November 13, 2005

A. N. Whitehead and Sri Aurobindo

Simmons, Ernest Lee
Process pluralism and integral non-dualism: a comparative study of the divine in the thought of Alfred North Whitehead and Sri Aurobindo Ghose
- 1981.- x, 328 leaves, bound; 28 cm.- NOTES: Thesis (Ph. D.)--Claremont Graduate School; 0047, 1981. Bibliography: leaves 320-328. Microfiche. Ann Arbor, Mich.: University Microfilms International, 1981. 4 fiches; 10 x 15 cm.- DAI, VOL. 42-07A, Page 3197, 00338 Pages.
ABSTRACT: Today's unprecedented confluence of religious and philosophical traditions calls for attention to the question of how religious viewpoints can be constructively related without abrogating either side. The present comparative study is one response to this concern. The purpose is two-fold;
  • first, to test the ability of Whitehead's philosophical system, originating in Western exoteric scientific analysis, to take account of the experience of Aurobindo, an Eastern mystic in the esoteric tradition of Advaita Vedanta and,
  • second, to determine whether the philosophical articulation of such non-dual experience can be found at all compatible with Whitehead.

The major conclusion of this study is that Whitehead's metaphysics can adequately account for Aurobindo's experience and philosophy, indicating that a metaphysics grounded in process can be relevant to the articulation of at least one form of mystical experience. Thus the claim of multiplicity and becoming to express the nature of mystical reality may be equal to that of unity and being. Under such circumstances Whitehead's metaphysics may be helpful in grounding inter-religious dialog as well as assisting in the integration of exoteric and esoteric experience.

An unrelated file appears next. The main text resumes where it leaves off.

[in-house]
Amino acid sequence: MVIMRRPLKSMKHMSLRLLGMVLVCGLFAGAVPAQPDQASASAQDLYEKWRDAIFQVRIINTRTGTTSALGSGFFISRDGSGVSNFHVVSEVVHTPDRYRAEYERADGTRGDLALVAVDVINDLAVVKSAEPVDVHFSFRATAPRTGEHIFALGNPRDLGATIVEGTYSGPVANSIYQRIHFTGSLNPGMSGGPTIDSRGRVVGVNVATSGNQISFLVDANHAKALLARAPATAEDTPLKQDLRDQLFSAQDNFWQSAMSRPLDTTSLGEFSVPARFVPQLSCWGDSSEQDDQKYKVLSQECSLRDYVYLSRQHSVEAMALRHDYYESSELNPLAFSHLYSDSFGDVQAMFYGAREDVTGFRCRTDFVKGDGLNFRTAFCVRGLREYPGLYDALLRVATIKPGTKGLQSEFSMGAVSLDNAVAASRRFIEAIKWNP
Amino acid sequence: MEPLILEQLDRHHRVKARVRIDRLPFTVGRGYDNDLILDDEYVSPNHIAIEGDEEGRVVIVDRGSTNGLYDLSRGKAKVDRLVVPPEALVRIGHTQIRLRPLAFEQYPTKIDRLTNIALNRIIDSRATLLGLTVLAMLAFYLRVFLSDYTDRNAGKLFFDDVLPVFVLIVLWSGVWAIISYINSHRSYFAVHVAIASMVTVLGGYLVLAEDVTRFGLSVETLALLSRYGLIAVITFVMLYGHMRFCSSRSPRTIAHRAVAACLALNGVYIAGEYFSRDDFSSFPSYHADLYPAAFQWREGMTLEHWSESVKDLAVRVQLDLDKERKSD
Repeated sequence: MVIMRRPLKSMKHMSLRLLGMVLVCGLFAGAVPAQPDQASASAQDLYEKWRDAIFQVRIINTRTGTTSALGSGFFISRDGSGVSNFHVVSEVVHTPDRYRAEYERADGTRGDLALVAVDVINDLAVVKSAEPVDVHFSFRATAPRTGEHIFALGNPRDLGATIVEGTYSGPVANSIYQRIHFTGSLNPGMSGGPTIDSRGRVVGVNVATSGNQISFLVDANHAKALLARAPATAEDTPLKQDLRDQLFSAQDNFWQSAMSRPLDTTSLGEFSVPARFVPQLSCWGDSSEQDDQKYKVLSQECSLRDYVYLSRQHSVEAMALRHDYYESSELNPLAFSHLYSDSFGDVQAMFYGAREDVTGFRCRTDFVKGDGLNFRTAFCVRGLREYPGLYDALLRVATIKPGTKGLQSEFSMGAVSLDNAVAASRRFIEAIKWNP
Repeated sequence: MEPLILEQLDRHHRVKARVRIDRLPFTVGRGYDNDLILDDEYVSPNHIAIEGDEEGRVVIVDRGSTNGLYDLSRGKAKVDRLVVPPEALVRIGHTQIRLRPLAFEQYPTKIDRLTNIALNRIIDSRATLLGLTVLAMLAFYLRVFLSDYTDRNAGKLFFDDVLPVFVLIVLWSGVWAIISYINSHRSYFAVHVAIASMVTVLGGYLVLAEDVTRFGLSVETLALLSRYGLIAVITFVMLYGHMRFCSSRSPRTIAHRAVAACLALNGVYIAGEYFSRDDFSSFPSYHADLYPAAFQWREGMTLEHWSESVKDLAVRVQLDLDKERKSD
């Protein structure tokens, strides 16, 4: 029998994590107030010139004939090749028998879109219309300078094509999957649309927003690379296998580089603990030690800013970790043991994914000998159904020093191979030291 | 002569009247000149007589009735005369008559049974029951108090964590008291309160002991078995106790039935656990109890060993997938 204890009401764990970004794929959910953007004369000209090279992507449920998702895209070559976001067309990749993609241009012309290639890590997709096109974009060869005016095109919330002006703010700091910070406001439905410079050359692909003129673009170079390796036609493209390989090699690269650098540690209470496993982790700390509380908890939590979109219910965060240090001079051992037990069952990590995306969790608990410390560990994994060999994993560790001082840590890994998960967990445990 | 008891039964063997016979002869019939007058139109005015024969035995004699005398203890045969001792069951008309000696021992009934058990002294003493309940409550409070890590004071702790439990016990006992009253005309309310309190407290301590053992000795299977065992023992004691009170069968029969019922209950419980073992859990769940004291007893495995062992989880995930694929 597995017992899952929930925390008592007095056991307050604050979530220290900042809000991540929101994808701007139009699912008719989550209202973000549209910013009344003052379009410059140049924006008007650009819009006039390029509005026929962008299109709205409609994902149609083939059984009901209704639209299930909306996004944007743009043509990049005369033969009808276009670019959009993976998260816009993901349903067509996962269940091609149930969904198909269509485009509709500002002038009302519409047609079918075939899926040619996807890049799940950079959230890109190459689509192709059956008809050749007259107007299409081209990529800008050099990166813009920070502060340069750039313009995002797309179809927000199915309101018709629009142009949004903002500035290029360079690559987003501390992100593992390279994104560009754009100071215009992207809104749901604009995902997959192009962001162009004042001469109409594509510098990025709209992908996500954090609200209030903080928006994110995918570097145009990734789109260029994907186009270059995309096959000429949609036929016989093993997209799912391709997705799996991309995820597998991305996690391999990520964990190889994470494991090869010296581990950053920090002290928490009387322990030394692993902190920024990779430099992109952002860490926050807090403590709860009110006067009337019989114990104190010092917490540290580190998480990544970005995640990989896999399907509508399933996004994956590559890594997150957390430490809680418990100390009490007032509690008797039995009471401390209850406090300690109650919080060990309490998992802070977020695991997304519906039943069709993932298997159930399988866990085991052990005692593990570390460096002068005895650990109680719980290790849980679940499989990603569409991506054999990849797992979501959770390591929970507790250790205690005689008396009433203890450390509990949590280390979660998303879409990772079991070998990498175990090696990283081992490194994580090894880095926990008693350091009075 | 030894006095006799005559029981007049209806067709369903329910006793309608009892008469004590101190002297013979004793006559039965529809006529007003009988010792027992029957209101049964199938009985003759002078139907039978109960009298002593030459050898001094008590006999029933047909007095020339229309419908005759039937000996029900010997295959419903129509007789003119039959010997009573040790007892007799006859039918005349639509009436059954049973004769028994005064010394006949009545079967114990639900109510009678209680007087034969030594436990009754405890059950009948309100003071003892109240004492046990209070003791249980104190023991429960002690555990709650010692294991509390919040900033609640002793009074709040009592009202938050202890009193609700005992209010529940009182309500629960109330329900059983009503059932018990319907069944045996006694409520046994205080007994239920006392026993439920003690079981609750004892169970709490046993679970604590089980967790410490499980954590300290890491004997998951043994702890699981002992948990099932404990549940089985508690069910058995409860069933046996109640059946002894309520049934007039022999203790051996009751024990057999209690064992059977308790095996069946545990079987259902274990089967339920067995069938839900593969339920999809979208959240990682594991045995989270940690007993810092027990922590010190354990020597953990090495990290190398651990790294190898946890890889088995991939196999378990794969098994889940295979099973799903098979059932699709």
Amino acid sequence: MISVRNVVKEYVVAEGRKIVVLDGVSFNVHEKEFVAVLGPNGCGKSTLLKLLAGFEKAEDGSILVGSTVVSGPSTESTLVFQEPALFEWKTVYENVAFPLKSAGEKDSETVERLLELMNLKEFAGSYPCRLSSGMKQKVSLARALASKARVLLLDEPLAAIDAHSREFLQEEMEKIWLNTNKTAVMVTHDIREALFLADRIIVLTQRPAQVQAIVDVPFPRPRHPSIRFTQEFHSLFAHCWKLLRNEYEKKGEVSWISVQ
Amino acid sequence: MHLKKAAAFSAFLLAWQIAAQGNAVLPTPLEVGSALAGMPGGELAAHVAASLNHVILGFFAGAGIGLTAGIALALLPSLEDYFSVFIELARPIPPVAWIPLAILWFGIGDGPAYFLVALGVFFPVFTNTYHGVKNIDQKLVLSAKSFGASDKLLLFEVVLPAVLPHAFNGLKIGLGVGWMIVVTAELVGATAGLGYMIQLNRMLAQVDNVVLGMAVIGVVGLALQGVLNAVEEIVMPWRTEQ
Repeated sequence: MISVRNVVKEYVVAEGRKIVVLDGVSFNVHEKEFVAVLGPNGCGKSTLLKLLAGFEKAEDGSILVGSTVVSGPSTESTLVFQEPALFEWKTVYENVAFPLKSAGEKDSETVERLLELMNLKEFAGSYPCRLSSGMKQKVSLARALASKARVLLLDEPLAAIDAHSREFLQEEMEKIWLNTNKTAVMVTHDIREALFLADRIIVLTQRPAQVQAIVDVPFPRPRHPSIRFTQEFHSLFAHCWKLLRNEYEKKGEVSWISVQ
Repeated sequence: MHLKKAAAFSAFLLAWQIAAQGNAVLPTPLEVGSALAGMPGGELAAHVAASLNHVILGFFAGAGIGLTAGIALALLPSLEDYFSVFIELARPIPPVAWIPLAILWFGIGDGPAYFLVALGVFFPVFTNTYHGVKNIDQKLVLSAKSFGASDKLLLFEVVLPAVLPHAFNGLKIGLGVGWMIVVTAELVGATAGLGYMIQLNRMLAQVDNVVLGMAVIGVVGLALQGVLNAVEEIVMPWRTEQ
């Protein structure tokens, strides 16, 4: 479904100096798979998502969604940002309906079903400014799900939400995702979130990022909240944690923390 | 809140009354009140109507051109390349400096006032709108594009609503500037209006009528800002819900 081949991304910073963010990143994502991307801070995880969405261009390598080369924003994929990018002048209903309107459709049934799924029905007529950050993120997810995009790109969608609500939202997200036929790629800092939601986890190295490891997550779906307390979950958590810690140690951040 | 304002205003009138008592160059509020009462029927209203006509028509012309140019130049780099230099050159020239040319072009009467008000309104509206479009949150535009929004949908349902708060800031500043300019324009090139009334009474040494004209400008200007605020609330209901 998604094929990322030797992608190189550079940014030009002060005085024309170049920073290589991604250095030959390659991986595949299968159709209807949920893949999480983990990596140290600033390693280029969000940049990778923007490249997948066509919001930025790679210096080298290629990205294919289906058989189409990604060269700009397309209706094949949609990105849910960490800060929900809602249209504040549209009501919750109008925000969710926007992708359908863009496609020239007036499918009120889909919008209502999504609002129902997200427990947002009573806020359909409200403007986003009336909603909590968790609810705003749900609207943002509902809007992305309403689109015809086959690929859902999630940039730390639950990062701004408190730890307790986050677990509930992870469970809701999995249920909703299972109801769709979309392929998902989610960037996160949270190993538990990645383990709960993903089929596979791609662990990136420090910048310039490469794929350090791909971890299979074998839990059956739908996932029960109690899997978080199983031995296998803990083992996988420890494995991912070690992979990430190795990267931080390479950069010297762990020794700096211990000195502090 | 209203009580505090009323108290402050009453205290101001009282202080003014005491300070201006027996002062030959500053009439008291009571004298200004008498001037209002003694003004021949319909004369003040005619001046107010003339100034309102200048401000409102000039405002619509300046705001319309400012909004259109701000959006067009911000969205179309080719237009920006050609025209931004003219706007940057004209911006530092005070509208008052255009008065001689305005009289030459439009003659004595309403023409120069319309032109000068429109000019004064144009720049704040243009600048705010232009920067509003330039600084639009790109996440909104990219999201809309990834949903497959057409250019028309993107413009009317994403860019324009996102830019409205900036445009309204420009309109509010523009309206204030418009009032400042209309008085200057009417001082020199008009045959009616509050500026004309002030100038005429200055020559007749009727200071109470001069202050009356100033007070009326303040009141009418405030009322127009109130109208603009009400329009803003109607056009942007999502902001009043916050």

In his yogic practice Aurobindo contended that he had had four major realizations;

  • Nirvana (non-duality),
  • Cosmic Consciousness in the personal Divine of Vasudeva,
  • Integral Brahman (static and dynamic) and
  • overmental descent leading to Supermind.

A Whiteheadian analysis of yogic method was then shown to involve the silencing of symbolic reference to allow for perception in the two pure modes alone. Perception in presentational immediacy could produce the experience of the illusoriness of the phenomenal world, and causal efficacy without referential specificity may result in the experience of a non-specific unity of reality. These results parallel Aurobindo's experience of the silencing of thought and the unqualified non-duality of Nirvana.

If Whitehead's system is to allow for Aurobindo's other realizations, in some way the unity of Divine experience must be prehendable. The prehendability of any actual entity is via the entity as superject which must also be true of God. The unitive satisfaction of the Primordial and Consequent Natures is prehendable through God as superject which is the Superjective Nature. As a superjective unity, the subjective form of God's physical and conceptual feelings would then be accessible by physical and hybrid physical prehensions analogous to the experience of Supermind as discolsive of the Divine. Through a clearer understanding of the function of God as superject several internal problems in Whiteheadian metaphysics are resolved as well as accounting for the major realizations of Aurobindo.

Aurobindo integrated his philosophy by means of two novel concepts; the "triple poise" Brahman understood as Transcendent, Universal and Individual and Supermind conceived as the "connecting link" between Sachchidananda and Matter-Life-Mind. The triple poise

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